At first glance, the premise for this episode seems pretty witty – call Sam and Dean out for being unrealistically quick at picking locks or defeating five monsters when there’s only two of them or driving across the country at light speed. Or having perfect white teeth and always gorgeous hair even when they’re living out of the Impala for days on end. The problem is, we all know the show is not realistic – this is a fantasy genre show, after all. But you mess with that from within the canon of the show, and what does that leave you? A tattered suspension of disbelief, which is what allowed you to be inspired by the show and the characters to begin with. Nobody thinks it would be a good idea to examine Luke Skywalker and Han Solo’s realism on all those insane flight runs because that would have destroyed their heroism that we agree to buy into when we fall in love with a show like this one (or that one).
If we really go along with what this episode seems to want us to believe, nothing about the Winchesters (or their dad or their mom or Cas and their other friends) is special. Without Chuck pulling the strings, they’re too stupid to use oven mitts or know how to drive the car they’ve rebuilt from the ground up (because clearly that was just Chuck’s knowledge). Even Sam’s puppy eyes aren’t his own brilliant invention – that’s Chuck too.
Making Garth the hero who has to save the rather bumbling Sam and Dean is also a departure from most of the show’s canon. It’s almost like the goal is to knock down these preternaturally heroic and handsome main characters that everyone is crazy about (in real life). (It’s totally what Freud would say about this episode’s underpinnings). Hah! They’re not really so special, that was all Chuck. Instead, it’s Garth, the not preternaturally handsome or physically imposing man, who turns out to be the strong one, the victorious one (both in the fight and in getting the girl).
I like Garth and love how DJ Qualls plays him, and I enjoyed him in this episode, but that puts Sam and Dean in the stereotypical position of the jerk of a football jock who ends up being shown to be kinda pathetic and who we’re all supposed to hate (or laugh at) while we cheer for the Garth-esque character. There are countless shows with this exact plot. The problem is, I don’t want to feel that way about Sam and Dean – they are the GOOD guys. I’m uncomfortable watching them be ‘taken down a peg’ like this. And I honestly wonder if we can put them back up where we had them before.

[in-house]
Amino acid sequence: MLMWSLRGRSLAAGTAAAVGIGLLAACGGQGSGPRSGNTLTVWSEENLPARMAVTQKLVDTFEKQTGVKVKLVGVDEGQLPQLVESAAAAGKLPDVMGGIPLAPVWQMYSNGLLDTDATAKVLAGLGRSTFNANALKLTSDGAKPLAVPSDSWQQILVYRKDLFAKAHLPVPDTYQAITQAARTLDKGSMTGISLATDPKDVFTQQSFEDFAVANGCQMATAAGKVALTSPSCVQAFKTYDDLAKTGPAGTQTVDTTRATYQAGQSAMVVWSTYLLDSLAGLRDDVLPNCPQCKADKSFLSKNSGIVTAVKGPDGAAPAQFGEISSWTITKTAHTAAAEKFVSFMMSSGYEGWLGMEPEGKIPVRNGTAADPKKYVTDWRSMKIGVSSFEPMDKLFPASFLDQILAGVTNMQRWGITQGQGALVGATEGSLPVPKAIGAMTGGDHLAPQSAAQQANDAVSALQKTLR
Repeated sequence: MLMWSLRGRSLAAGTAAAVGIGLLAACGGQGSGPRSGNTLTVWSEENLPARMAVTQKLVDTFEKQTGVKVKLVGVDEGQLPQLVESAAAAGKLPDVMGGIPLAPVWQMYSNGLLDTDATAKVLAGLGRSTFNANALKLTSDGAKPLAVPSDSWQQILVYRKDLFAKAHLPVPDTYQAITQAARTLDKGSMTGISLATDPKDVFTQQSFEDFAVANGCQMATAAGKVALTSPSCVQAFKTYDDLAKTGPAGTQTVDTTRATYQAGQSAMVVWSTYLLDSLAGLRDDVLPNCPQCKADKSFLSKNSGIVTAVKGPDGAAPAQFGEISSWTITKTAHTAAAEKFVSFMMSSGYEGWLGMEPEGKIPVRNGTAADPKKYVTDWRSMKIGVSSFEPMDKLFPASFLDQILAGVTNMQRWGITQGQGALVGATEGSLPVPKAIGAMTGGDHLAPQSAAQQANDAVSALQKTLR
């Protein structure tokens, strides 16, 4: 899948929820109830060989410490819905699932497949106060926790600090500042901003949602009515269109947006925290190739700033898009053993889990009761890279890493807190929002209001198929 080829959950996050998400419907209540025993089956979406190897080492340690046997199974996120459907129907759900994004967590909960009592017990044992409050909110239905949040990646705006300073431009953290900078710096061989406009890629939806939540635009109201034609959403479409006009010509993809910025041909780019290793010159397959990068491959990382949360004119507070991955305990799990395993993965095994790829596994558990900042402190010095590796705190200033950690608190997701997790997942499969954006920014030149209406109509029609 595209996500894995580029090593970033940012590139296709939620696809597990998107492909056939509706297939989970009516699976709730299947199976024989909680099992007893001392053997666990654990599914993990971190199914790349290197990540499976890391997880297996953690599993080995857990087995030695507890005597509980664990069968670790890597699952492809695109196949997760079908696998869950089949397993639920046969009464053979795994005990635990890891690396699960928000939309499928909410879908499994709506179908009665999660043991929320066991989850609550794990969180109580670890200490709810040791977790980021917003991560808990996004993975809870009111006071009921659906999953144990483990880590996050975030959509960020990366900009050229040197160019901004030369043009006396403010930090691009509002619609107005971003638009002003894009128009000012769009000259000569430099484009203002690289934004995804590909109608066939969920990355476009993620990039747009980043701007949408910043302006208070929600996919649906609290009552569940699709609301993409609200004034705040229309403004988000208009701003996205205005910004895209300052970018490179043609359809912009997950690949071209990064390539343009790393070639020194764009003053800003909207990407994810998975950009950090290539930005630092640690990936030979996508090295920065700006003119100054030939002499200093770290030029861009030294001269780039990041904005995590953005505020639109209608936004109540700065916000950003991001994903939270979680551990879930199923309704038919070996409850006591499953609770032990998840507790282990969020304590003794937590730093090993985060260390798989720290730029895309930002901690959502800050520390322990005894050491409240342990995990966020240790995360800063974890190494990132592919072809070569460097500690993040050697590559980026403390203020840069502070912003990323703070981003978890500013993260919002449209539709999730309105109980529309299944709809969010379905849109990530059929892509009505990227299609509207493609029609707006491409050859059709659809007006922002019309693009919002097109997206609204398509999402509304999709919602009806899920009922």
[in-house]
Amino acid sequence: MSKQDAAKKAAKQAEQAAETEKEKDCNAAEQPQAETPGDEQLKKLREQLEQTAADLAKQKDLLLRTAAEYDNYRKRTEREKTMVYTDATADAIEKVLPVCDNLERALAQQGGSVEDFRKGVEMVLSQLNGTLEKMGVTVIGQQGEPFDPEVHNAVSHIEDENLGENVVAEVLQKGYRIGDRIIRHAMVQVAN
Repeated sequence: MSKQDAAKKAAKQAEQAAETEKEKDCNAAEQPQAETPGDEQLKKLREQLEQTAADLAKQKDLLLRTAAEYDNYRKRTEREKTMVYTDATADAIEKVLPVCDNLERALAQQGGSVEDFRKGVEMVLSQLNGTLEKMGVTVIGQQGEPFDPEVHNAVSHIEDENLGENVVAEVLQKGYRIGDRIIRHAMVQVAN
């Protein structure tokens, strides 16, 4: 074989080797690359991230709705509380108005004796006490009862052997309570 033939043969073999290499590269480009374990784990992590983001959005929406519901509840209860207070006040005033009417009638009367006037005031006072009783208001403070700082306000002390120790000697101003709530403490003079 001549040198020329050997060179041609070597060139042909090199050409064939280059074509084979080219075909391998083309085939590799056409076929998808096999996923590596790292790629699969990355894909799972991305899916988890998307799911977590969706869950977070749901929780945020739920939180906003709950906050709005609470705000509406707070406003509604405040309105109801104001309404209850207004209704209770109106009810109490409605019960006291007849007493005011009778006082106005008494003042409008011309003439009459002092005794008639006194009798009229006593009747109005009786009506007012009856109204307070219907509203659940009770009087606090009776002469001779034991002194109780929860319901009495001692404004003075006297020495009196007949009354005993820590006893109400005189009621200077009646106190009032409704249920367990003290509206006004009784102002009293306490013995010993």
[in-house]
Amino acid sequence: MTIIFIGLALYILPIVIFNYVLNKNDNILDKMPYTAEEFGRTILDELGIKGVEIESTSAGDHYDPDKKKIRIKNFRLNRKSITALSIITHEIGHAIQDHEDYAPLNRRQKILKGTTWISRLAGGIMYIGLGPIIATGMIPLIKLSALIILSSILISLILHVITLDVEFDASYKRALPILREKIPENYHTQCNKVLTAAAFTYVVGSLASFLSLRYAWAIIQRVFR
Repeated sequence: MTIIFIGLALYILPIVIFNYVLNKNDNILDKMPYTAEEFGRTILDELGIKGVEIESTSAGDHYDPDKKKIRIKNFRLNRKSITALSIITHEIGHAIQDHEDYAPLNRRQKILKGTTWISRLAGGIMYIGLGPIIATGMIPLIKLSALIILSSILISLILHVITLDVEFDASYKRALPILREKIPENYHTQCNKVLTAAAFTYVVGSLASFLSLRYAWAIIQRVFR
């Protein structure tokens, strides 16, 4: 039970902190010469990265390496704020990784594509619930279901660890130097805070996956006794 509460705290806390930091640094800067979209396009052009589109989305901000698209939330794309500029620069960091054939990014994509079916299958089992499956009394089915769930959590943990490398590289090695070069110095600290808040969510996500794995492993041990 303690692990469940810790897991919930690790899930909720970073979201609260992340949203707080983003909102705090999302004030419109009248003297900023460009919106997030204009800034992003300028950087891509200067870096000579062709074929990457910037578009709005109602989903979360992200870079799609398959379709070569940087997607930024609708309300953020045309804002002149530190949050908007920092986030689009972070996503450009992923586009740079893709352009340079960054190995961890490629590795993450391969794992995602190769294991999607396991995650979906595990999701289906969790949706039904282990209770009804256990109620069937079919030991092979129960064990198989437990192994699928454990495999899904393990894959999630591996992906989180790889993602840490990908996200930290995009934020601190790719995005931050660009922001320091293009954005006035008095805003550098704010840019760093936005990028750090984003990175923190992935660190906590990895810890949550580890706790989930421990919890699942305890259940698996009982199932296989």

Here’s how I’m going to do that. This episode would have worked fine if the boys were under another curse, similar to Bad Day At Black Rock. It could have been hilarious without the undercurrent of disturbing. Chuck could just leave them in a perpetual state of having a ‘no good very bad day’ and the results would have been the same – but it wouldn’t have negated the entire basis of the show so far. I’m going to head canon that this is exactly what’s happened.
Chuck didn’t take away his bestowed skills and good fortune – that was all the Winchesters – instead, he cursed them with constant bad luck. So now they have to deal with that and STILL be the badass competent hunters we know them to be. They’ve never had it easy – they’ve learned everything the hard way – so that would totally work. I’m going with it for now, that Chuck wanted them to think they were reset to “normal” and that all their successes and skills so far have just been granted by him.
What has always been inspiring about the Winchesters is that they are ordinary human beings who have managed to do incredible things because they’re well trained since childhood, extremely competent and skilled, and they always have each other’s backs. That’s the whole point of the show and why it has been so powerful for so many people. I’m not walking that back and I really hope I never have to.
And who knows, maybe that’s what Show is eventually going for anyway. Sometimes they like us to tear our hair out and gnash our teeth, only to find that the worst case scenario isn’t what actually happens. Fingers crossed!
Let’s just smile at this…
And now I’m just gonna go watch that tap dancing scene a few more times. We have less than 8 hours left to spend with these characters, and I want to enjoy every second that I can. Now, let’s see what “Supernatural” 1511 The Gamblers has for us!